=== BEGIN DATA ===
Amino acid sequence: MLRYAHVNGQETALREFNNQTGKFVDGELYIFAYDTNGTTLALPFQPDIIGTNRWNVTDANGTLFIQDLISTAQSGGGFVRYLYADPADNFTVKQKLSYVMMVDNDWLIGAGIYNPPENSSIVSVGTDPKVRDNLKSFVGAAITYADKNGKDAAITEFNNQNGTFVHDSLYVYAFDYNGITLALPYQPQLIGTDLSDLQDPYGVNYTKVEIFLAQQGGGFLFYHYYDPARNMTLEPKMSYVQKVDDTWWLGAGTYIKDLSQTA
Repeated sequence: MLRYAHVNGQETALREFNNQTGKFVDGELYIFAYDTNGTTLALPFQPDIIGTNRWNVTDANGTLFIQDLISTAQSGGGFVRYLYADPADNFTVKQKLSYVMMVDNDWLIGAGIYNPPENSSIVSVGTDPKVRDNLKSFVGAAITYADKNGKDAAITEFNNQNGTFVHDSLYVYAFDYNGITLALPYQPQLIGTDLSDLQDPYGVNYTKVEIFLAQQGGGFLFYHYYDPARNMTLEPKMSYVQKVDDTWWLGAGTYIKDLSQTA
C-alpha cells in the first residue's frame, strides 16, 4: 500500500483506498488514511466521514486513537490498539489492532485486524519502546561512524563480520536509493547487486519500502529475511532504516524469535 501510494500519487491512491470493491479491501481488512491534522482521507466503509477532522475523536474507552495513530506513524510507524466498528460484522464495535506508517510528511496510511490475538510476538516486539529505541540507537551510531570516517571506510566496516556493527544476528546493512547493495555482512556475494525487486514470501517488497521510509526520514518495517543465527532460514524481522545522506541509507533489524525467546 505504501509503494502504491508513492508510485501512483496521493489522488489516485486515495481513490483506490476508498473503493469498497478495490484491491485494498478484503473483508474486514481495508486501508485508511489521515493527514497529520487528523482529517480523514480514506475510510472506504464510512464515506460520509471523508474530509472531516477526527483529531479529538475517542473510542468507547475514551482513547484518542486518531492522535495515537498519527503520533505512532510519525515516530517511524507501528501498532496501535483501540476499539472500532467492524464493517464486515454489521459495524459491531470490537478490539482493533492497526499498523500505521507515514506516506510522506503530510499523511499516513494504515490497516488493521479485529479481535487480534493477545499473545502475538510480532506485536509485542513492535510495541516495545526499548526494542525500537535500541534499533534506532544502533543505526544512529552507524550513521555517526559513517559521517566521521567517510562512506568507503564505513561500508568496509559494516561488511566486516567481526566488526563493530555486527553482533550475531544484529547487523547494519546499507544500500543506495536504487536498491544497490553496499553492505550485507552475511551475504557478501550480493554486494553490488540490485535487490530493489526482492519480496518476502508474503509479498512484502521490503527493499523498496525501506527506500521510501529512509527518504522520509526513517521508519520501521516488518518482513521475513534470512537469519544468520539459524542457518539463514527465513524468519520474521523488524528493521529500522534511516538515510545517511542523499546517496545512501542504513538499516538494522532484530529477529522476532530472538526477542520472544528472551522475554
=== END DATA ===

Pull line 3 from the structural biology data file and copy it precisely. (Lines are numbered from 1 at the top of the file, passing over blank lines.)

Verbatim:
C-alpha cells in the first residue's frame, strides 16, 4: 500500500483506498488514511466521514486513537490498539489492532485486524519502546561512524563480520536509493547487486519500502529475511532504516524469535 501510494500519487491512491470493491479491501481488512491534522482521507466503509477532522475523536474507552495513530506513524510507524466498528460484522464495535506508517510528511496510511490475538510476538516486539529505541540507537551510531570516517571506510566496516556493527544476528546493512547493495555482512556475494525487486514470501517488497521510509526520514518495517543465527532460514524481522545522506541509507533489524525467546 505504501509503494502504491508513492508510485501512483496521493489522488489516485486515495481513490483506490476508498473503493469498497478495490484491491485494498478484503473483508474486514481495508486501508485508511489521515493527514497529520487528523482529517480523514480514506475510510472506504464510512464515506460520509471523508474530509472531516477526527483529531479529538475517542473510542468507547475514551482513547484518542486518531492522535495515537498519527503520533505512532510519525515516530517511524507501528501498532496501535483501540476499539472500532467492524464493517464486515454489521459495524459491531470490537478490539482493533492497526499498523500505521507515514506516506510522506503530510499523511499516513494504515490497516488493521479485529479481535487480534493477545499473545502475538510480532506485536509485542513492535510495541516495545526499548526494542525500537535500541534499533534506532544502533543505526544512529552507524550513521555517526559513517559521517566521521567517510562512506568507503564505513561500508568496509559494516561488511566486516567481526566488526563493530555486527553482533550475531544484529547487523547494519546499507544500500543506495536504487536498491544497490553496499553492505550485507552475511551475504557478501550480493554486494553490488540490485535487490530493489526482492519480496518476502508474503509479498512484502521490503527493499523498496525501506527506500521510501529512509527518504522520509526513517521508519520501521516488518518482513521475513534470512537469519544468520539459524542457518539463514527465513524468519520474521523488524528493521529500522534511516538515510545517511542523499546517496545512501542504513538499516538494522532484530529477529522476532530472538526477542520472544528472551522475554